Your bearings are inside little metal rings that fit inside your skateboard wheels. There's only one way to rate bearings at the moment, and it doesn't work well with skateboard bearings. The rating is called ABEC and goes from 1 to 9, but only odd numbers. Unfortunately it was originally developed to rate the bearings in machines, not on skateboards (for more, you can read "What does ABEC mean?".

Therefore, the ABEC rating only rates the precision of a bearing. Plus, the more precise he bearing, the weaker they usually are. Skateboarders take their bearings and abuse them, as normal skateboarding does. Skateboarders want bearings that are both precise and durable, so the ideal ABEC rating for a skateboard is 3 or 5. Smooth enough, but not going to break when you jump on your board. Some skateboard bearings don't even bother with the ABEC rating system. The best thing to do is try some out, ask your friends, or ask the guy behind the counter at the skate shop.

One warning, though: don't rush out and buy the most expensive bearings right away. You'll likely do something without thinking about it and ruin your first set, and there are some good medium-priced bearings out there, like Bones Reds.

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Part 5: Trucks

Skateboard trucks are the metal axle-style part that connects to the bottom of the deck.

There are three things to pay attention to:

Truck Width

You want to match the width of your trucks to the width of your deck. Match your truck side to your deck with the following chart:

4.75 for up to 7.5" wide decks
5.0 for up to 7.75" wide decks
5.25 for up to 8.125" wide decks
For 8.25" and up, you can use 5.25 trucks, or use super wide trucks (like the Independent 169mm)

You'll want your trucks to be within 1/4" of the size of the deck.

Bushings

Inside the trucks are the bushings, a small part that looks like a rubber donut. The Bushings cushion the truck when it turns. The stiffer the bushings, the more stable the skateboard. The softer the bushings, the easier the turn. For a brand new skateboarder, I recommend using stiff bushings. They will break in over time. For more seasoned skateboarders, medium bushings are usually the perfect choice. I would only recommend soft bushings to skaters who want to spend most of their time carving on their skateboarding. Soft bushings can make tricks difficult, and require a lot of control.

Truck Height

The truck height can vary. Low trucks make flip tricks easier and add some stability, but with lower trucks you will want smaller wheels. High trucks allow you to use larger wheels, which will help when skateboarding at higher speeds or long distances.

If you are a new skateboarder, I recommend using medium trucks, unless you know for sure that you want to use your skateboard for street or cruising. For street, low trucks are good and for cruising, medium or high trucks are a good choice.

For help on picking out a good brand of trucks, see the Top 10 Skateboard Trucks list.

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Part 6: Everything Else

There are a few other things to think about when buying a skateboard:

Grip Tape

This is the sand-paper-like layer, usually black, that is on the top of the deck (find out more). One sheet is all you need to cover your board. There are slightly better, finer grip tapes available, if you want. It all depends on how much you want to spend on your board. At skate shops or online, you can often have them put the grip tape on for you, but you can also apply the grip tape yourself, and make your own personal designs. It's fairly easy - read How To Apply Grip Tape to a Skateboard Deck.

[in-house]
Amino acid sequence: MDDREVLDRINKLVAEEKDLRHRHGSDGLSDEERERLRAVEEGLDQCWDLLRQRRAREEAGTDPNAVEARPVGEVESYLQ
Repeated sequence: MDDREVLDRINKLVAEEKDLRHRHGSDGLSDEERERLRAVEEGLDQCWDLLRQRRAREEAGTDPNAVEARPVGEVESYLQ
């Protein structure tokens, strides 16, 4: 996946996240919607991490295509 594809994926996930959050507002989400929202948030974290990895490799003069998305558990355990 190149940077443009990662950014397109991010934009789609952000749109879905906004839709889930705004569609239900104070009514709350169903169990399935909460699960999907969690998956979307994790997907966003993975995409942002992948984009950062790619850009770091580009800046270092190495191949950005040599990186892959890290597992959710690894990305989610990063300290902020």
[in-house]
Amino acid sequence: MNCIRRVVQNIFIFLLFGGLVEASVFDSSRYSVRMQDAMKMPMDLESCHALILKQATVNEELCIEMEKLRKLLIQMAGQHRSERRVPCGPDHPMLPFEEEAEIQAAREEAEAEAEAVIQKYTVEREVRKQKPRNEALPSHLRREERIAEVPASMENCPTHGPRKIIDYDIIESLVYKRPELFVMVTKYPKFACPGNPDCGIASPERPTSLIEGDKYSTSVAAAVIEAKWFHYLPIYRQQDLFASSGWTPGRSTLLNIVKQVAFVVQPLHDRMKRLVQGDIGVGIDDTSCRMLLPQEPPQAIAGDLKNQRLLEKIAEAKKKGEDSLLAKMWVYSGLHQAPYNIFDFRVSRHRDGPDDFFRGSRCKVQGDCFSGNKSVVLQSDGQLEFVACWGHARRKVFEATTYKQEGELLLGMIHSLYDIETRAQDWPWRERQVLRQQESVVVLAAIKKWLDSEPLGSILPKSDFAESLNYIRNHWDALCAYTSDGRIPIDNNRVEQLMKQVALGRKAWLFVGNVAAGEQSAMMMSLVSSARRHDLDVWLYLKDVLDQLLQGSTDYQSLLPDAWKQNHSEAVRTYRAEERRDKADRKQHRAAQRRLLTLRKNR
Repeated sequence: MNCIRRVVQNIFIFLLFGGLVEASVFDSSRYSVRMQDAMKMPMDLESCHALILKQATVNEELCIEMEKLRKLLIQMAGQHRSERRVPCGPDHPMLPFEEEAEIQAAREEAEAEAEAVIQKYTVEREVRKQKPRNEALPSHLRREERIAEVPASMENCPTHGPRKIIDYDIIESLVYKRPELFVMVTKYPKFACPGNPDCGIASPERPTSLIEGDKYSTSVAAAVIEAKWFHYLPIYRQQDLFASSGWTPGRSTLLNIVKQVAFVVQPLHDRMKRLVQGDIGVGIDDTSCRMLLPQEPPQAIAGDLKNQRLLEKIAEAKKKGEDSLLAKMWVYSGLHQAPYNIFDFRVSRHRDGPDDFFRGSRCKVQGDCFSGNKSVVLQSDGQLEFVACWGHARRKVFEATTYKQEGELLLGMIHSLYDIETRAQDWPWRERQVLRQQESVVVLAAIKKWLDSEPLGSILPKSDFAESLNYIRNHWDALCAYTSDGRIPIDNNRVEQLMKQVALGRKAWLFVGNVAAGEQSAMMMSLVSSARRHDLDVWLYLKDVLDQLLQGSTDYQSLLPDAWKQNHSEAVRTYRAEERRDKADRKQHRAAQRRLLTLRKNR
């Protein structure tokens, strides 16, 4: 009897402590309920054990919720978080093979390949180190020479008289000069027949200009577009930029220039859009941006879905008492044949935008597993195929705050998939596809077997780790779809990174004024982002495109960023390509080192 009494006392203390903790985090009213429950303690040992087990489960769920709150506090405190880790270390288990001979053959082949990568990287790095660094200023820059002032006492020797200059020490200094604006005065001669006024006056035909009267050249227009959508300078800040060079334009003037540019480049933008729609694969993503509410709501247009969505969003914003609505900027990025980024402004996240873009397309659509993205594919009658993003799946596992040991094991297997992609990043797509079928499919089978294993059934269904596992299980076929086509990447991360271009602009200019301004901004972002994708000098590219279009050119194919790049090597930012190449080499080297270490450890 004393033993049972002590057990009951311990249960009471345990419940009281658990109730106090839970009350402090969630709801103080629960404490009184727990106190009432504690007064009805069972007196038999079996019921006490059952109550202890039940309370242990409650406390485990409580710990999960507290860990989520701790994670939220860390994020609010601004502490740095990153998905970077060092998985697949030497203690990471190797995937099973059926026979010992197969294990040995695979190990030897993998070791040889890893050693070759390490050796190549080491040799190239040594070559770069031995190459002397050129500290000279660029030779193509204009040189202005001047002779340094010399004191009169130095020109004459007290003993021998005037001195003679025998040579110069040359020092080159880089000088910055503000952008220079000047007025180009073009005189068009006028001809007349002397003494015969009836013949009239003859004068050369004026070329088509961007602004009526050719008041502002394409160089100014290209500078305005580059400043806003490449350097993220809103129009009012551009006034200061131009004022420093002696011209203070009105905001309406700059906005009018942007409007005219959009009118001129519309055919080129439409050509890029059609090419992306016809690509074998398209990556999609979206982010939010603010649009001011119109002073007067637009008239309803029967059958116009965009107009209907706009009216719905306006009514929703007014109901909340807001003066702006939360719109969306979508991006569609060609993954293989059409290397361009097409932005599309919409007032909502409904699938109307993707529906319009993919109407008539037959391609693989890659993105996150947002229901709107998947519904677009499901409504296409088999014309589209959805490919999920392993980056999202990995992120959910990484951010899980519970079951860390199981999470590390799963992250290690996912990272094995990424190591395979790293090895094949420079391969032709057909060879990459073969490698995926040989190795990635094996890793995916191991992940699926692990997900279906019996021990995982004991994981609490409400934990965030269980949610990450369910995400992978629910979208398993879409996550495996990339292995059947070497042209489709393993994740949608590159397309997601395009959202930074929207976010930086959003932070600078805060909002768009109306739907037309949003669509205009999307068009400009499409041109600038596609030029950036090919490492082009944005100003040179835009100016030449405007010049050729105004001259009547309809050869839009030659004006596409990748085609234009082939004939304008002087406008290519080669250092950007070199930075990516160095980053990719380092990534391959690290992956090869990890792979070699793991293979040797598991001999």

Risers

Risers do two things. They help relieve stress from the trucks, which helps keep the deck from cracking. More importantly, risers help keep the wheels from biting into the board on a hard turn, causing the board to suddenly stop. It's a bad thing to have happen. Most risers are about 1/8" high. If you have extra large wheels, you'll want higher risers. On the other hand, if your wheels are small (52mm), then you might not need risers at all. It all depends on what you want.

Hardware

The nuts and screws to put the board together. There are special colored nuts and bolts available, if you want. This is all just for looks -- if you're on a budget, just get the basic parts.

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Part 7: It All Comes Together

If this is your first board, ask for help at the shop to put it together, or simply order a complete set up with the parts you've picked out. Completes are a great way to go when first starting out, and often they allow you to customize quite a bit.

If you want to assemble the skateboard yourself, here are some instructions to help you:

  1. How to Apply Grip Tape
  2. How to Install Trucks
  3. How to Install Bearings and Attach Wheels

But, if you are new to skateboarding, or even if you aren't, it's nice to have to people at your local skate shop put your board together for you. They have special tools that make the process smoother.

Using these guidelines, you should be able to get the perfect board for you. And remember, as you skate, pay attention to what you like and what you don't -- these aren't hard and fast rules, but just good guidelines to start out with. Every person is different, and every person's own skateboard should be different, too. Once you have your own skateboard assembled and ready to go, just slap some stickers on it and hop on! If you are brand new to skateboarding and want to read some simple steps to help out, read Just Starting Out Skateboarding.

If you got lost or confused on any of these steps, you can always write to me (follow the link above), or ask for help at your local skateboarding shop. This article is rather in-depth, but you don't need to know all of this in order to get a good skateboard. Many companies make complete skateboards designed for beginners that are a good choice (read this article to find out more about Beginner Complete Skateboards), and almost every other skateboarding company has complete skateboards that can be ordered.

And as always, remember the most important thing - have fun!